Paul Obi in Abuja
A group, the SEEDOO Initiative for children with special needs, has raised the alarm over the increasing spate of killing of children with Celebral Palsy in the country.
Celebral palsy is a congenital impairment that leads to brain damage or partial development of the brain, which often result to breakdown of the nerves and their functions.
Founder of the group, Mrs. Kawan Aondofa Anjira told journalists in Abuja that high cases of killing of children with celebral palsy remain on the increase, she called for drastic action by government to protect such children’s rights.
She said: “Children born with celebral palsy deserve the right to life, because these kids are being killed everyday. They deserve the right to education; look at the classrooms, most of the classrooms cannot take these children, they also deserve the right to good health.”
Citing an example, Anjira explained that Tersoo’s story was amazing. He was born with some delayed development. The family believed Tersoo was not a human being. When we heard about Tersoo we got him and to the glory of God Tersoo is walking. He is the only child in the centre that can walk.
“That’s the reason we’re partnering with the Ministry of Health and national human rights. We are awakening them to these responsibilities. We are calling them to do the needful, to give us the environment that will lead the children to live normal lives,” she said.
Chairman, Board of Trustees, Yes Kids Development Initiative, Barrister Gabriel Iorsase said efforts were on to provide educational needs of children with celebral palsy. “We want to draw the attention of government to what needs to be done for the kids, especially while in school. We try to look at the curriculum for the schools and we are of the view that much, much more needs to be done to address the need of the class of this category of children.”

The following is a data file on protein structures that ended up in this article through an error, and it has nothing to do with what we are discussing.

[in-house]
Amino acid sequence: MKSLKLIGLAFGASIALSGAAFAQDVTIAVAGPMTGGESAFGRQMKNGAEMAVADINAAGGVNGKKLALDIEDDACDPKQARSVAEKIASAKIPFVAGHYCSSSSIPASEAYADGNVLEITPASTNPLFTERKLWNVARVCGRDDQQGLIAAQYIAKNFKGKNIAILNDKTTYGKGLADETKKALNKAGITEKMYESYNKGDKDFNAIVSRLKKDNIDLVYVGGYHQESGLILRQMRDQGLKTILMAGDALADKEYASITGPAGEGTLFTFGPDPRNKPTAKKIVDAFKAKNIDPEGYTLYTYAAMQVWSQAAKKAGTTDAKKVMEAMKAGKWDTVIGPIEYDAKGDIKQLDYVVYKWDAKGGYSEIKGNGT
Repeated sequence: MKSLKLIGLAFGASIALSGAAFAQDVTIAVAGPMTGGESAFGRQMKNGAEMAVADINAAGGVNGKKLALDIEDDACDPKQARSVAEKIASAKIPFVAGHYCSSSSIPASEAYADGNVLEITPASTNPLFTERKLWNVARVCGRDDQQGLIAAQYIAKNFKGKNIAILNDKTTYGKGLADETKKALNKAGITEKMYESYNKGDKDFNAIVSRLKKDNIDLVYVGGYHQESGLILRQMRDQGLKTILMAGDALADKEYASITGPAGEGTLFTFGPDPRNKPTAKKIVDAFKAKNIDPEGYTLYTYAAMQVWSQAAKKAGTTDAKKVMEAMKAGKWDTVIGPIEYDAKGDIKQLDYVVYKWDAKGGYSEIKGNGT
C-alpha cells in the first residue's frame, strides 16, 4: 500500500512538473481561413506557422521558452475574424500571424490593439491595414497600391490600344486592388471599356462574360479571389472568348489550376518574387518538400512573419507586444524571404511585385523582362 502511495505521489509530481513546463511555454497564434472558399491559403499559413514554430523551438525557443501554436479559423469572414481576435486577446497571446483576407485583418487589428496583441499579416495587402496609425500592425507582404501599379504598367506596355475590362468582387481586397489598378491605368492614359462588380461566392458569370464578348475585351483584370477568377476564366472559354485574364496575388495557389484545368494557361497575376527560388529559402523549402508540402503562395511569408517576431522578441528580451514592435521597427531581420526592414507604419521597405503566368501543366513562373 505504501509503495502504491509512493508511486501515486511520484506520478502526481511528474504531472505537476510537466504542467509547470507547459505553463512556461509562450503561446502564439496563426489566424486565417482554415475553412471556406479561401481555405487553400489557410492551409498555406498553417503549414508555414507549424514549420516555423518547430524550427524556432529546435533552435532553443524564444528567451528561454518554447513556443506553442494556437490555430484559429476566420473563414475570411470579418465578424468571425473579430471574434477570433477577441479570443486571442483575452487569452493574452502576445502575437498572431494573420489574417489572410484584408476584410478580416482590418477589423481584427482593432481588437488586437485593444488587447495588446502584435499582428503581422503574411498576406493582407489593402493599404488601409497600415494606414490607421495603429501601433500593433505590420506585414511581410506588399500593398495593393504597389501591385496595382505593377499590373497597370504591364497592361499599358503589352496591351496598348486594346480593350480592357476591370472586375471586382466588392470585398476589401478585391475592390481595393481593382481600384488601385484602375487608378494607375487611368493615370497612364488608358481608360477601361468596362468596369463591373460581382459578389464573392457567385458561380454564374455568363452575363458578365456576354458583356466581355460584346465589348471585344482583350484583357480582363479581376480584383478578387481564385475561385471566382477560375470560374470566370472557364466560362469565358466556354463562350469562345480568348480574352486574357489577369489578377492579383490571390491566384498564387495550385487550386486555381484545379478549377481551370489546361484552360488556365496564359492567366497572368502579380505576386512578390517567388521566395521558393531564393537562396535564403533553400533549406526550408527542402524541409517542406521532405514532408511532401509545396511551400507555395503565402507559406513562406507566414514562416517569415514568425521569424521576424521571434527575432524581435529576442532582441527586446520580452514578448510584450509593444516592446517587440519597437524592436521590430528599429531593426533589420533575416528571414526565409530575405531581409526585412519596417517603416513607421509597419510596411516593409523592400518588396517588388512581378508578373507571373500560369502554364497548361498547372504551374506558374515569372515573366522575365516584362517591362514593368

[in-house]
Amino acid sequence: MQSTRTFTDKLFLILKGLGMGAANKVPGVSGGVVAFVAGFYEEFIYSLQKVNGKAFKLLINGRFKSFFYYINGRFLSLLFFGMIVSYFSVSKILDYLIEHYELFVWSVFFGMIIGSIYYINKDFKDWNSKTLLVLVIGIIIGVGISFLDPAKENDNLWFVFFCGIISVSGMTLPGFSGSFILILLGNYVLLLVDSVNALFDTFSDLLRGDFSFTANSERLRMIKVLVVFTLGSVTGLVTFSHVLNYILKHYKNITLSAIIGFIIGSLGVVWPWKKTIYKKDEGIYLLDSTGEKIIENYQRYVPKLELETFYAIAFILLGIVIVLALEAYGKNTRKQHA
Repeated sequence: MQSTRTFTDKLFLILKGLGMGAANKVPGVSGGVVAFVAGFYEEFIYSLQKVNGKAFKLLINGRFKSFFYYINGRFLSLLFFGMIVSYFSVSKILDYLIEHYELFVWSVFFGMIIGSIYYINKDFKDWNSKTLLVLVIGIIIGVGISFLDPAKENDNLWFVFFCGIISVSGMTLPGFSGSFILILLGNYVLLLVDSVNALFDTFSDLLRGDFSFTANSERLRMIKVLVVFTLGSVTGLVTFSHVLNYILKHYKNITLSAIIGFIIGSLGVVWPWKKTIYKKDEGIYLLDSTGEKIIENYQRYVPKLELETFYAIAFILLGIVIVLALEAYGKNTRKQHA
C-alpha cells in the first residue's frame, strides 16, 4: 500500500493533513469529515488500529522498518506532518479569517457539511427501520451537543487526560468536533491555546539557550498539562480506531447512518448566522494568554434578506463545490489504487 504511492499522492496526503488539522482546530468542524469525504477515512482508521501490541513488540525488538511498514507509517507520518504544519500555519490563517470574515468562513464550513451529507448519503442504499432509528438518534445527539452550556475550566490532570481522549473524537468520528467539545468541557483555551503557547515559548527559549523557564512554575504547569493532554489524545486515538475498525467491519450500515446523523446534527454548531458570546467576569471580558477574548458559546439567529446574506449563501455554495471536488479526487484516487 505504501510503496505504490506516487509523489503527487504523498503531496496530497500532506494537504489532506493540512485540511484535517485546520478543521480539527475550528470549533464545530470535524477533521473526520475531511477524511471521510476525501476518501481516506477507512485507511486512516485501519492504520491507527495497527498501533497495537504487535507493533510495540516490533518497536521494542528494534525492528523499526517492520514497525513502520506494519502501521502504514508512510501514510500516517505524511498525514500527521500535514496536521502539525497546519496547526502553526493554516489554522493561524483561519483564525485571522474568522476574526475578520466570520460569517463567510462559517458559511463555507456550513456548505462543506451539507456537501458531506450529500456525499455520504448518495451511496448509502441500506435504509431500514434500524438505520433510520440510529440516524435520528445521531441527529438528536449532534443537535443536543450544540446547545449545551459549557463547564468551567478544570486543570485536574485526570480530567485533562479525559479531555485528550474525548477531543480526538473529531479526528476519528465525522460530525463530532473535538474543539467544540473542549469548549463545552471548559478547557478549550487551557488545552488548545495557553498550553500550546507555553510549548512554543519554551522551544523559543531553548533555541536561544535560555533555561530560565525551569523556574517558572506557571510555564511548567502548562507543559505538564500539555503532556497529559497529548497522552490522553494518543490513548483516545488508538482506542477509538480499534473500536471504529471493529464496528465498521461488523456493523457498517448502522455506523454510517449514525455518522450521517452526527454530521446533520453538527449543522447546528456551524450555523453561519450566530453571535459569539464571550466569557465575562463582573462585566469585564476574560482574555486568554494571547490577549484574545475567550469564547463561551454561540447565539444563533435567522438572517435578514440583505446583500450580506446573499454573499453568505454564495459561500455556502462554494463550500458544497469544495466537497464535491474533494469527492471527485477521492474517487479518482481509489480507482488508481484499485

Meanwhile, a visiting Professor of Pharmacology, Nagasaki University, Japan Assoand Prof. Omotuyi Olaposi, said medical errors in Nigeria appears to be one of the main contributory factor to increasing cases of deaths in hospitals across the country.
Stating this at a two-day seminar on medical services and simulation organised by Medbridge Global Company Simulation, Director, Centre for Bio-Computing and Drug Development, Adekunle Ajasin University, Akungba, Ondo State, he said; “Medical errors is unfortunately a very big heath challenge in Nigeria, medical errors have a lot of dimensions. The first dimension is what is called misdiagnosis. That is when people are diagnosed wrongly and that means the chances of treating the person is almost zero.
“The second dimension is when donators diagnose right but the wrong drugs and medications are administered. You got the ailment right, but the wrong treatment is given. The third is when you get the diagnosis right, get the right drugs to administer but you administer the drugs improperly, probably due to insufficient trainings or exposure. So these three are very important in terms of how people eventually die in our hospitals in Nigeria.”
Speaking on wrong diagnosis of persons, Olaposi explained it is only in high profile persons that the public get to know.
“It was just because Dora Akunyili happens to be a celebrity, that was why we knew what exactly happened. A lot of people die without even knowing it. The family will just accept it as the will of God and they just move on. Nobody is questioned and nothing whatsoever.
The Chief Executive Officer, Medbridge Global Company Simulation, Modupe Olowodahunsi, said the essence of the conference was to draw attention to critical need of simulation in healthcare service delivery.
Olowodahunsi maintained that for Nigeria to meet global standards in health care service, simulation and provision of standardised healthcare infrastructure must be attained in order to scale up the nation’s health care system.